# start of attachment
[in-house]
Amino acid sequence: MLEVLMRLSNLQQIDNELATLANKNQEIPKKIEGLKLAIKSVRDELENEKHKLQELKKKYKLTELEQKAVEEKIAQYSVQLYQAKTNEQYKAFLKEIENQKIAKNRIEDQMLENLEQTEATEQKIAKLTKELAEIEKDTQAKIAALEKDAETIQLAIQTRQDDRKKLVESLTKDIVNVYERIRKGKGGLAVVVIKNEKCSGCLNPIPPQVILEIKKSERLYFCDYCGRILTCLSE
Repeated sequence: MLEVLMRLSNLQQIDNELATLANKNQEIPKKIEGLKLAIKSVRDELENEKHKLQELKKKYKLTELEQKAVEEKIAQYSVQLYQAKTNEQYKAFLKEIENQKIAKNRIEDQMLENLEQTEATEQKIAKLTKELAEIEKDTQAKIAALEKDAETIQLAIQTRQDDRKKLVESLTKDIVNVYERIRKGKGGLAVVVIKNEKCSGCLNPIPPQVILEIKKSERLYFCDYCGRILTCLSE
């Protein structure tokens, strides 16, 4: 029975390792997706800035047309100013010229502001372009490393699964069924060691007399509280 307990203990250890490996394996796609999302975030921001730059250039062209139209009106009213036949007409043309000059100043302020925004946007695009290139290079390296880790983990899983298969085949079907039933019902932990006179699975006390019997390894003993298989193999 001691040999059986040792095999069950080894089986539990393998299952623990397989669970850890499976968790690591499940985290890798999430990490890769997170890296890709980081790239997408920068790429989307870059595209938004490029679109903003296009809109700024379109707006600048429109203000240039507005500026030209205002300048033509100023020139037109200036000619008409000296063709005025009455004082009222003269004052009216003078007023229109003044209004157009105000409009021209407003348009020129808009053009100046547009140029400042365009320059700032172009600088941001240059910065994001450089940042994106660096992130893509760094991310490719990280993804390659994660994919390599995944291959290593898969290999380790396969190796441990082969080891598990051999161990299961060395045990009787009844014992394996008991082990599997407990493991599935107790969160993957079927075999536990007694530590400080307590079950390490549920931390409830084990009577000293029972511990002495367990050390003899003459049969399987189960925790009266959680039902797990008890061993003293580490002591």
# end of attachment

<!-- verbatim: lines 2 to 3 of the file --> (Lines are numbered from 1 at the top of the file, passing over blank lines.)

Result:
Amino acid sequence: MLEVLMRLSNLQQIDNELATLANKNQEIPKKIEGLKLAIKSVRDELENEKHKLQELKKKYKLTELEQKAVEEKIAQYSVQLYQAKTNEQYKAFLKEIENQKIAKNRIEDQMLENLEQTEATEQKIAKLTKELAEIEKDTQAKIAALEKDAETIQLAIQTRQDDRKKLVESLTKDIVNVYERIRKGKGGLAVVVIKNEKCSGCLNPIPPQVILEIKKSERLYFCDYCGRILTCLSE
Repeated sequence: MLEVLMRLSNLQQIDNELATLANKNQEIPKKIEGLKLAIKSVRDELENEKHKLQELKKKYKLTELEQKAVEEKIAQYSVQLYQAKTNEQYKAFLKEIENQKIAKNRIEDQMLENLEQTEATEQKIAKLTKELAEIEKDTQAKIAALEKDAETIQLAIQTRQDDRKKLVESLTKDIVNVYERIRKGKGGLAVVVIKNEKCSGCLNPIPPQVILEIKKSERLYFCDYCGRILTCLSE